FIG. 1 is a plan view of a seat sensor including a load sensor according to a first embodiment of the present invention;

FIG. 2 is an enlarged sectional view of a portion of a sensor cell in the seat sensor according to the first embodiment;

FIG. 3 is a front view of the seat sensor mounted on a seat, as viewed from the front side of a vehicle, according to the first embodiment;

FIGS. 4A and 4B are circuit diagrams of the seat sensor according to the first embodiment;

FIG. 5 is a top view of a seat sensor mounted on a seat, as viewed from the top side of the vehicle, according to a second embodiment of the present invention;

FIG. 6 is a schematic view of a seat sensor mounted on a plurality of seats that are integrally formed together as a seat of a vehicle, as viewed from the front side of the vehicle, according to a third embodiment of the present invention;

FIGS. 7A to 7D are circuit diagrams of the seat sensor according to the third embodiment;

FIG. 8 is a schematic view of a seat sensor mounted on a plurality of seats that are integrally formed together as a seat of a vehicle, as viewed from the top side of the vehicle, according to a fourth embodiment of the present invention; and

FIGS. 9A and 9B are perspective views of a seat sensor mounted on a seat of a vehicle according to a modification of the second embodiment.

DETAILED DESCRIPTION OF THE PREFERRED EMBODIMENTS First Embodiment

Referring first to FIG. 1, a load sensor is provided in a seat sensor 1, which may be mounted on a seat 2 of a vehicle as shown in FIG. 3 to detect whether a passenger is seated on the seat 2. The seat sensor 1 is constructed with two sensor cells 11 and 12, a connector 13, and a linear conducting portion 14 electrically connecting the sensor cells 11 and 12 to the connector 13. The sensor cells 11 and 12 operate as switches that are turned on and rendered conductive upon receiving a load, which may be a passenger or a luggage. The connector 13 has two terminals connected to the sensor cells 11 and 12 through the conducting portion 14, and is connected to a detection ECU (electronic control unit) mounted on the vehicle. The conducting portion 14 is formed to extend straight from the connector 13. The sensor cells 11 and 12 are arranged at an end of the linear conducting portion 14 and at the central portion of the conducting portion 14.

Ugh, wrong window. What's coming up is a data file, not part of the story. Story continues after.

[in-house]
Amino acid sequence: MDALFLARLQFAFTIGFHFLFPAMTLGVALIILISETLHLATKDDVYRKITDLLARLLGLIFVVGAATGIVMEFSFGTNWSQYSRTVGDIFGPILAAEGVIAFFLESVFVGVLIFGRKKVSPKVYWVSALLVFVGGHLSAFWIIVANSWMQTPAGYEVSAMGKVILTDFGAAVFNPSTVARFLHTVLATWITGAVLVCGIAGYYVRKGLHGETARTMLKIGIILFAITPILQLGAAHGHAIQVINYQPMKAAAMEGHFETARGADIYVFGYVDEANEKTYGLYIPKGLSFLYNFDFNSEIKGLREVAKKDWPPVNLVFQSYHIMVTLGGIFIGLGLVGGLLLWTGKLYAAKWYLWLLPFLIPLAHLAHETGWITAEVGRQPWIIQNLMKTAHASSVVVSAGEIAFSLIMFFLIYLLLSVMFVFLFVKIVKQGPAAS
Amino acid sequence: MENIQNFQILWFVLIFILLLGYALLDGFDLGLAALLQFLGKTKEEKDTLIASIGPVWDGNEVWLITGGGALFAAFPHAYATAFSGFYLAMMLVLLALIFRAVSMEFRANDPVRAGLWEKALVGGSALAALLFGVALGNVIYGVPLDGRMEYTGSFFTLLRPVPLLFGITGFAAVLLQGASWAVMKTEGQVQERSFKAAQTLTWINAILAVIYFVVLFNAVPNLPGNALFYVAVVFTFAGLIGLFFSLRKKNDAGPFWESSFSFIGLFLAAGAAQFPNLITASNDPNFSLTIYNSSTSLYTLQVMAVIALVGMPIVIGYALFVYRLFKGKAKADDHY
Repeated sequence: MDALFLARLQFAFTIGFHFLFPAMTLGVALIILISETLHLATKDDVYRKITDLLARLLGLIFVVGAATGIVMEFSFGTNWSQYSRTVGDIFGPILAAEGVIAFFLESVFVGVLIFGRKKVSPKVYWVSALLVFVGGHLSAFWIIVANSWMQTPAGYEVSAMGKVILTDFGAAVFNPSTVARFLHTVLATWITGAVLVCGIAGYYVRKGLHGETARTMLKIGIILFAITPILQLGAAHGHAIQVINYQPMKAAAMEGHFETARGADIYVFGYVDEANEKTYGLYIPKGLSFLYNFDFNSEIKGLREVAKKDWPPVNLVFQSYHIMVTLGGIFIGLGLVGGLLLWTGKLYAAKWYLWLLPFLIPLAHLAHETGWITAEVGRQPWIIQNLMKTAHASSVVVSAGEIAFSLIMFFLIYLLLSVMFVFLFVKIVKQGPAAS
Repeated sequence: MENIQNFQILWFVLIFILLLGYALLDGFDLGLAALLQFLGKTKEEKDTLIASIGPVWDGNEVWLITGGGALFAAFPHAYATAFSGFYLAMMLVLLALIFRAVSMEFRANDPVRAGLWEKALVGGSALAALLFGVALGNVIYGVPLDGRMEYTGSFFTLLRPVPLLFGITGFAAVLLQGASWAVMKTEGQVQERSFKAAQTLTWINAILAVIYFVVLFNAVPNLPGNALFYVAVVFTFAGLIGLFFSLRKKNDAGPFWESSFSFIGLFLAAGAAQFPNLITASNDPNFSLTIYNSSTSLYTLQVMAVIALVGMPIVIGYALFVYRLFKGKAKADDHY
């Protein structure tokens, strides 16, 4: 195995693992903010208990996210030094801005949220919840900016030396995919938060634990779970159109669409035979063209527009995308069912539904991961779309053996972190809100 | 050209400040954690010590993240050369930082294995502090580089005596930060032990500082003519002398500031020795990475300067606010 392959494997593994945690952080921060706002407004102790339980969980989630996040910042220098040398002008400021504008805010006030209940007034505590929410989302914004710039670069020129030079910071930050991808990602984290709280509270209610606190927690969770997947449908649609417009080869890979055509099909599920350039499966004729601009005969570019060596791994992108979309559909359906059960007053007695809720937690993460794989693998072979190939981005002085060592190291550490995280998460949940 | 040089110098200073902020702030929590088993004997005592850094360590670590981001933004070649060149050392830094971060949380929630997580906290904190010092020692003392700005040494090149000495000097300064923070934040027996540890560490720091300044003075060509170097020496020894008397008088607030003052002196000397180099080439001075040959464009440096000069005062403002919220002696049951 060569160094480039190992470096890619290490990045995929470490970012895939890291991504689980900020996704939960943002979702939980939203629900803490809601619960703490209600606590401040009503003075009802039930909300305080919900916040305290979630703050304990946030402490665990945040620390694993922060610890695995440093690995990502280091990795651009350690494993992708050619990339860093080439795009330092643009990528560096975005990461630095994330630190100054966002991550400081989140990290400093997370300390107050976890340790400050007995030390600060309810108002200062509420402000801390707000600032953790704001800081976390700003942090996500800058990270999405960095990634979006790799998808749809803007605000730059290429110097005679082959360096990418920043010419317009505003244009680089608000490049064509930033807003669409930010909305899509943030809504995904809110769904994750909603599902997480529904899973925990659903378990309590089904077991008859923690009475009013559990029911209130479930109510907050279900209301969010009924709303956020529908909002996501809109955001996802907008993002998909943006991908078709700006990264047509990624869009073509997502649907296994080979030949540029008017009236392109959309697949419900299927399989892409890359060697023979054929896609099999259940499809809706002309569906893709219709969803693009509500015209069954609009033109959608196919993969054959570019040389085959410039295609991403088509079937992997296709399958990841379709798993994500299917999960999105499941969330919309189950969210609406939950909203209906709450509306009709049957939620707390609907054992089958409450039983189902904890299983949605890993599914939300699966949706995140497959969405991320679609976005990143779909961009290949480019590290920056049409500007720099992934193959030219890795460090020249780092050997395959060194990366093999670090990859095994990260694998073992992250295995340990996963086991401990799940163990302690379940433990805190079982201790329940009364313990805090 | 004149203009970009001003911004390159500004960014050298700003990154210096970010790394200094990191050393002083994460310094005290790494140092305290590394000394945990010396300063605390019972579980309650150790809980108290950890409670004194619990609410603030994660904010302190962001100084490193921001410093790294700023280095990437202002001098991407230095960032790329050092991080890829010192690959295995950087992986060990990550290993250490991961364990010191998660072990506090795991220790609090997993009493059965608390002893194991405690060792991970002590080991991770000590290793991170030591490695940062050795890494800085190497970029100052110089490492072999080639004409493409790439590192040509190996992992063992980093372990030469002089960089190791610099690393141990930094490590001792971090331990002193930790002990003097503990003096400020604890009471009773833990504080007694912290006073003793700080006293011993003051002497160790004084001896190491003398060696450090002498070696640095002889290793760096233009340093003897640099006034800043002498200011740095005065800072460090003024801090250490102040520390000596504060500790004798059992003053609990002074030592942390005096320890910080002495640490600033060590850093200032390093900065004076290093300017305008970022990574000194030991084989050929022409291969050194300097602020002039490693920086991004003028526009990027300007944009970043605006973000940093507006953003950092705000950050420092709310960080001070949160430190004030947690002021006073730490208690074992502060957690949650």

As shown in FIG. 2, the seat sensor 1 is constructed with a first film 21, a second film 22, a first electrode 23, a second electrode 24 and a spacer 25. In the seat sensor 1, however, the sensor cells 11, 12 and the conducting portion 14 share the basic structures, though the structures are slightly different. Described below, therefore, are differences among the sensor cells 11, 12 and the conducting portion 14.

The first film 21 is enlarged to form an outer shape of the sensor cells 11, 12 and the conducting portion 14, and is linearly formed as a whole. The first film 21 is made from a PEN resin and is thin. The first film 21 is of a nearly circular shape at the front end and at the central portion, i.e., at the portions of the sensor cells 11 and 12. In the first film 21, the part corresponding to the conducting portion 14 is linearly formed having a width smaller than the diameter of the circular portions. The connector 13 is bonded to the proximal end of the first film 21. The second film 22 is made from the same material as the first film 21 and has the same shape as the first film 21. The second film 22 is arranged to face the first film 21. The proximal end of the second film 22 is bonded to the connector 13 like that of the first film 21.